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Portland Trail Blazers vs. Utah Jazz Preview

The Portland Trail Blazers look to get back over .500 against the Utah Jazz. Can Portland survive Rudy Gobert and company's suffocating defensive attack?

Bill Streicher-USA TODAY Sports

Portland Trail Blazers (2-2) vs. Utah Jazz (2-0)
Wednesday, November 4
Vivint Smart Home Arena | 6:00 p.m. PST | Local TV/Radio: KGWHD; 620 AM
Portland injury report: Cliff Alexander (Doubtful), Gerald Henderson (Out) | Utah injury report: Dante Exum (Out), Derrick Favors (questionable)
SBN Affiliate: SLC Dunk Blazer's Edge Night 2016

Reports this morning confirm that Derrick Favors is still questionable with the flu for tonight's game.

After defeating the Minnesota Timberwolves in a close contest Monday night, the Portland Trail Blazers are looking for their first winning streak of the season as they head to Salt Lake City to play the 2-1 Utah Jazz.

After a close loss to the surprising Detroit Pistons in their season opener, the Jazz have crushed their last two opponents by an average score of 98-74. Granted, these opponents were the Philadelphia 76ers and Indiana Pacers, but any time you hold back-to-back opponents below 80 points, your defense is doing something right.

Through three games, Utah is holding opponents to 37 percent shooting, 5.7 made 3-pointers, and 13.7 assists per game, with a DRtg of 87.1, all league-leading metrics according to Additionally, they are allowing only 38 rebounds per game, good for second in the NBA.

All of this starts with gargantuan center Rudy Gobert. Among the favorites for NBA Defensive Player of the Year headed into the season, Gobert has done nothing to disappoint in the first week of the regular season, blocking 10.2 percent of opponent's two-point attempts while he is on the floor, and altering countless others.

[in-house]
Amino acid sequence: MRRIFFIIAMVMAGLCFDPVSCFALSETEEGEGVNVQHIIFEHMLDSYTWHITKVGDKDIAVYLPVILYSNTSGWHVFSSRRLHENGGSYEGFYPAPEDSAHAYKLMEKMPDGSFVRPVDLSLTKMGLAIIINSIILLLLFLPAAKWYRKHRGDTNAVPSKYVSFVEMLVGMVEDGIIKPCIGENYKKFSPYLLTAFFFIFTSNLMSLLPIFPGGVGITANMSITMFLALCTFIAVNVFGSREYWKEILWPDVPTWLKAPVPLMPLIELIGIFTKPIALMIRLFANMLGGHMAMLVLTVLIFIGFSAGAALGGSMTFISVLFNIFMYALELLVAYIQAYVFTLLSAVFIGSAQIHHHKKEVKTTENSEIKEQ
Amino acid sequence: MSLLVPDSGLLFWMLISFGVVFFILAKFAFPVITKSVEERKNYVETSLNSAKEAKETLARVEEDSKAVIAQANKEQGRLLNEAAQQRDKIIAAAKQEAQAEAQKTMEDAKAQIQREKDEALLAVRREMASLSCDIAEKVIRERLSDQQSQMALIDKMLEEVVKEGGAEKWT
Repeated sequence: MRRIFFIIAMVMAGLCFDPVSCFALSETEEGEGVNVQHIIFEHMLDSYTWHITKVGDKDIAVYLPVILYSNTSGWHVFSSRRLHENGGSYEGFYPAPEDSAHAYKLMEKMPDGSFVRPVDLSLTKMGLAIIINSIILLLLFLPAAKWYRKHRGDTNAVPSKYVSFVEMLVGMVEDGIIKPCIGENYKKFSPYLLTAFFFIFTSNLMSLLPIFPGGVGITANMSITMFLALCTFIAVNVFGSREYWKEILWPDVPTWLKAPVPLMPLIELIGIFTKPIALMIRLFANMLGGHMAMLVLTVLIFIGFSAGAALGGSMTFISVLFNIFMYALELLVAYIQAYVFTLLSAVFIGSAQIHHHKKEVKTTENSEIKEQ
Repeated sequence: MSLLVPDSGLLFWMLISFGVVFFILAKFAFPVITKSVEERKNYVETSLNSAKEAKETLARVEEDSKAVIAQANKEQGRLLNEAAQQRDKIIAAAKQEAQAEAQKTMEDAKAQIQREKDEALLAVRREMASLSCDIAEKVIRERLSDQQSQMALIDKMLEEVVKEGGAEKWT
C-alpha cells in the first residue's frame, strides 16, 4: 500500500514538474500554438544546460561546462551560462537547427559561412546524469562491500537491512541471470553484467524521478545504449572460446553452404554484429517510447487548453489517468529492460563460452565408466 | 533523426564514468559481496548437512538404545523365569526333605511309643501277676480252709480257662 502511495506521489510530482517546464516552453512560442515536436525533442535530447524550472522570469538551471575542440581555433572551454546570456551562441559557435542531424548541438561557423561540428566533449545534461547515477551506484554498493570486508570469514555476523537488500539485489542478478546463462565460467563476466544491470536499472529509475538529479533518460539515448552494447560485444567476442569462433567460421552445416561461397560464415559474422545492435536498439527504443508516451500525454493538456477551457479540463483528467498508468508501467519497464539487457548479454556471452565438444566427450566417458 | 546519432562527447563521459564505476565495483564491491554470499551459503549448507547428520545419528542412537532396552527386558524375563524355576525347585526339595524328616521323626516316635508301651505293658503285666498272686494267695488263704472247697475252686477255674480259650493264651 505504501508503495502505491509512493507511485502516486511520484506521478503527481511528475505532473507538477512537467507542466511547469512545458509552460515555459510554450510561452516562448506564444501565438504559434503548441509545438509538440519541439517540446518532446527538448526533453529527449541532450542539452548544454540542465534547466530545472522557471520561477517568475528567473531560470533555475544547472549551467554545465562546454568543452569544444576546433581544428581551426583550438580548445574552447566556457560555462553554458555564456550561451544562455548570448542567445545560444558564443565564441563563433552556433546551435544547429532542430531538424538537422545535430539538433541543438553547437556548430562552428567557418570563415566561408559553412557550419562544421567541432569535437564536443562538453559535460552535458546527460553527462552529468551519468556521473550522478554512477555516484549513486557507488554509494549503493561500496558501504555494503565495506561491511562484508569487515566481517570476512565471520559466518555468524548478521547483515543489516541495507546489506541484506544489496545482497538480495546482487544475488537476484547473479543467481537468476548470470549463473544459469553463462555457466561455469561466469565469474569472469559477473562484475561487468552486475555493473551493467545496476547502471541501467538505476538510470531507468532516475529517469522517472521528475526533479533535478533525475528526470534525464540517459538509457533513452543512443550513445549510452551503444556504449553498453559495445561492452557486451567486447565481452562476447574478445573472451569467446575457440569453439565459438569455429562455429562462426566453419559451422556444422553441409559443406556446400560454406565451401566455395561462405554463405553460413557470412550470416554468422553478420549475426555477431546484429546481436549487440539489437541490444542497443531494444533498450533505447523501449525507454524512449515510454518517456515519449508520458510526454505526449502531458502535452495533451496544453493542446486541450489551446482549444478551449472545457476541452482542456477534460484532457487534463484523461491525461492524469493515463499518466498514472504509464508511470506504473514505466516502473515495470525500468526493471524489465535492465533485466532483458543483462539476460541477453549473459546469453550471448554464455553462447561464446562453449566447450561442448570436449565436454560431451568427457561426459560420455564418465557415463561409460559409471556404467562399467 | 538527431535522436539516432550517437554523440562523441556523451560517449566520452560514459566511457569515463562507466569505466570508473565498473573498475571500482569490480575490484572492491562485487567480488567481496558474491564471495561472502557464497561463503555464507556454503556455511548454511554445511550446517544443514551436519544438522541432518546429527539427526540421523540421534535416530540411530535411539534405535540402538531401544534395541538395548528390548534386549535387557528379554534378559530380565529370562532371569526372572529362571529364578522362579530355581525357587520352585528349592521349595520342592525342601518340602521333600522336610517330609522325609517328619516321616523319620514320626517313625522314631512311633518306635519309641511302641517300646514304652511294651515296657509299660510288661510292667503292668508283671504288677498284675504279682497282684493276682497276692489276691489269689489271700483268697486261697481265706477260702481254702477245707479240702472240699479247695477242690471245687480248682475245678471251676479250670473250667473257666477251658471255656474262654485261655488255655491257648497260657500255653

The knowledge that Gobert is lurking in the paint causes opposing guards to think twice before driving, and allows Utah wings to gamble defensively at times, knowing that Gobert is able to nullify a lot of defensive mistakes. Not just a defensive presence, Gobert is also averaging 13.3 rebounds per game, including nearly four per game on the offensive glass.

Even more challenging for opponents is that whatever rebounds Gobert isn't able to clean up, emerging power forward Derrick Favors is, with his 8.3 rebounds per game. Unlike Utah's monster center, Favors is also an explosive offensive player, averaging 21.3 points per game on 52 percent shooting. Favors does most of his scoring within 10 feet, taking 65 percent of his attempts from within that range. He is capable of overpowering most big men in the post and though he doesn't rely on it, is showing the genesis of a decent mid-range jumper.

Talented small forward Gordon Hayward is having a rough start to the season thus far, shooting just 35 percent and averaging 12 points per game as he battles a lingering back injury sustained in the preseason. It's just a contusion, so expect him to round into his typical form soon.

Utah's other two wings that play substantial minutes, Rodney Hood and Alec Burks, are picking up Hayward's slack, however, averaging 15.3 and 14.3 points per game, respectively. Hood, in particular, excels from beyond the arc and also acts as a secondary ball handler in the pick-and-roll, able to either create his own shot or find open teammates. Burks is a large combo guard who is known predominately for his finishing ability around the rim.